Naming the Issue

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I believe that if engaging interfaith families is going to be a priority, it needs to be called out. It needs to be named. So I’m very attuned to omissions – when I think golden opportunities to refer to engaging interfaith families are missed.

Two weeks ago Rabbi Rick Jacobs, the excellent leader of the Reform movement, wrote that Synagogue Innovation is the Key to Strengthening Jewish Life. It’s a fine article, and I personally agree with the major point – that innovation is needed, and that it is happening not only in small start-ups but also in many congregations. I just wish that the examples of synagogue innovation – new dues structures, family engagement and retention, leadership and governance, disabilities inclusion, engaging Jews of color and millennials – could have included engaging interfaith families.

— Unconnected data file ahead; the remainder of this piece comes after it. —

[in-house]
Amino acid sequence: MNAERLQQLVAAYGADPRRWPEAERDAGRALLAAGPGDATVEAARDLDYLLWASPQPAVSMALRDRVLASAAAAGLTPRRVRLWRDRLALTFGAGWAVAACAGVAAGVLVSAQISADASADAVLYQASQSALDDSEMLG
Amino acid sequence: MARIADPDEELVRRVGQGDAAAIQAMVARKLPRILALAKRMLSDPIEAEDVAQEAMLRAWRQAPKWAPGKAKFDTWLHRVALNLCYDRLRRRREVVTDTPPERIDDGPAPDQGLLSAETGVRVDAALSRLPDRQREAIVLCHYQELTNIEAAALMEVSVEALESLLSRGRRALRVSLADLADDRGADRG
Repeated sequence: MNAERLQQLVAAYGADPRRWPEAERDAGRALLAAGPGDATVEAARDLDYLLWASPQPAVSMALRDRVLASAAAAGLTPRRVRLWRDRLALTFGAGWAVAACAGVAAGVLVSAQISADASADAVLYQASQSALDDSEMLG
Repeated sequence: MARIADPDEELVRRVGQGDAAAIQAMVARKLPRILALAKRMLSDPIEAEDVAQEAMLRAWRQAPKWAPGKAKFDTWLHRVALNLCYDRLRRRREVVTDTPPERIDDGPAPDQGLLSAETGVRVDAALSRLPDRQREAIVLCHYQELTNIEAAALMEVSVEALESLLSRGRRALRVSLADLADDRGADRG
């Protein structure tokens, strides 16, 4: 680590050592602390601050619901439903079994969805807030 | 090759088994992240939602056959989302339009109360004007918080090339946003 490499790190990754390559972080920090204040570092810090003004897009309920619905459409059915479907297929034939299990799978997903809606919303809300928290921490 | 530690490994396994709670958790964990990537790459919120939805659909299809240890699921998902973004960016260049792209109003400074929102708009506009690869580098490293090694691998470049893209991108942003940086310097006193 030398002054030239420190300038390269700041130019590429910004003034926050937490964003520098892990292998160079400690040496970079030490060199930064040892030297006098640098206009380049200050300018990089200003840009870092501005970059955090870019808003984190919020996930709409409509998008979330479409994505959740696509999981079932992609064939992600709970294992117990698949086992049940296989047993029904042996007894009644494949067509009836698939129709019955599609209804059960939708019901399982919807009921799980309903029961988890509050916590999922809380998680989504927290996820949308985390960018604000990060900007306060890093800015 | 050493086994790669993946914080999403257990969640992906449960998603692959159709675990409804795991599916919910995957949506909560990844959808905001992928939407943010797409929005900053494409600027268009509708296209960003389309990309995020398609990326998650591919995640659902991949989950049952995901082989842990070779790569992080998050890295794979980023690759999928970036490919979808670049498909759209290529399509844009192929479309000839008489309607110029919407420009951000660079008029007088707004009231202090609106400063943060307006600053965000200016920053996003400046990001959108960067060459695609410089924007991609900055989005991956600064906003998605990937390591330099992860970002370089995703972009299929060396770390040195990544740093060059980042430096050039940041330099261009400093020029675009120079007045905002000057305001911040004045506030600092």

Today Rabbi Daniel Schiff wrote There’s No Place Like Home. Again the major point – that strengthening the Jewish home, in addition to institutions, is an important strategy – is well taken. But there’s not even a mention of all of the Jewish homes headed by interfaith partners, or the opportunity strengthen the Jewishness of more of those homes. That may not be surprising, given the author’s praise for the Statement on Jewish Vitality, which is terrible for what it says and doesn’t say about intermarriage, as I’ve explained before.

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